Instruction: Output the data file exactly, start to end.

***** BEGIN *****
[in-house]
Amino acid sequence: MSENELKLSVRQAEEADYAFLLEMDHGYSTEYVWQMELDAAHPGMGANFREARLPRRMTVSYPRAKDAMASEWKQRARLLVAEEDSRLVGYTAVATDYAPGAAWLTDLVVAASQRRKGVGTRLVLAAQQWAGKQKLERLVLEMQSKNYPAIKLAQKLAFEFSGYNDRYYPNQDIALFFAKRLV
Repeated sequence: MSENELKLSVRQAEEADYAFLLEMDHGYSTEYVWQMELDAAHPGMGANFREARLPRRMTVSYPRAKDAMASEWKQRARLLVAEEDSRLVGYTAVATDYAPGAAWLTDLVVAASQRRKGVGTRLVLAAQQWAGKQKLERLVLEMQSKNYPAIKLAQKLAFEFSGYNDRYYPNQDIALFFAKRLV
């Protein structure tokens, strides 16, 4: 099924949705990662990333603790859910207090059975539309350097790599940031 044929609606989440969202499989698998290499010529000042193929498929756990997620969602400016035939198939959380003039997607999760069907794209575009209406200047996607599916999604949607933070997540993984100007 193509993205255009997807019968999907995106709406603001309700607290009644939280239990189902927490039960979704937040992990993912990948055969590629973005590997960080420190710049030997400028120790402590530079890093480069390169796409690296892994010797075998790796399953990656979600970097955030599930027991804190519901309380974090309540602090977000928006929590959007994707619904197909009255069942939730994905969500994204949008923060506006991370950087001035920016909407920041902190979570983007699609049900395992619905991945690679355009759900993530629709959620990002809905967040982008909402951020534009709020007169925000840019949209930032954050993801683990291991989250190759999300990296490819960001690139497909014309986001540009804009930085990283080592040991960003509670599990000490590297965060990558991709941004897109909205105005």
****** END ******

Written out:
[in-house]
Amino acid sequence: MSENELKLSVRQAEEADYAFLLEMDHGYSTEYVWQMELDAAHPGMGANFREARLPRRMTVSYPRAKDAMASEWKQRARLLVAEEDSRLVGYTAVATDYAPGAAWLTDLVVAASQRRKGVGTRLVLAAQQWAGKQKLERLVLEMQSKNYPAIKLAQKLAFEFSGYNDRYYPNQDIALFFAKRLV
Repeated sequence: MSENELKLSVRQAEEADYAFLLEMDHGYSTEYVWQMELDAAHPGMGANFREARLPRRMTVSYPRAKDAMASEWKQRARLLVAEEDSRLVGYTAVATDYAPGAAWLTDLVVAASQRRKGVGTRLVLAAQQWAGKQKLERLVLEMQSKNYPAIKLAQKLAFEFSGYNDRYYPNQDIALFFAKRLV
């Protein structure tokens, strides 16, 4: 099924949705990662990333603790859910207090059975539309350097790599940031 044929609606989440969202499989698998290499010529000042193929498929756990997620969602400016035939198939959380003039997607999760069907794209575009209406200047996607599916999604949607933070997540993984100007 193509993205255009997807019968999907995106709406603001309700607290009644939280239990189902927490039960979704937040992990993912990948055969590629973005590997960080420190710049030997400028120790402590530079890093480069390169796409690296892994010797075998790796399953990656979600970097955030599930027991804190519901309380974090309540602090977000928006929590959007994707619904197909009255069942939730994905969500994204949008923060506006991370950087001035920016909407920041902190979570983007699609049900395992619905991945690679355009759900993530629709959620990002809905967040982008909402951020534009709020007169925000840019949209930032954050993801683990291991989250190759999300990296490819960001690139497909014309986001540009804009930085990283080592040991960003509670599990000490590297965060990558991709941004897109909205105005």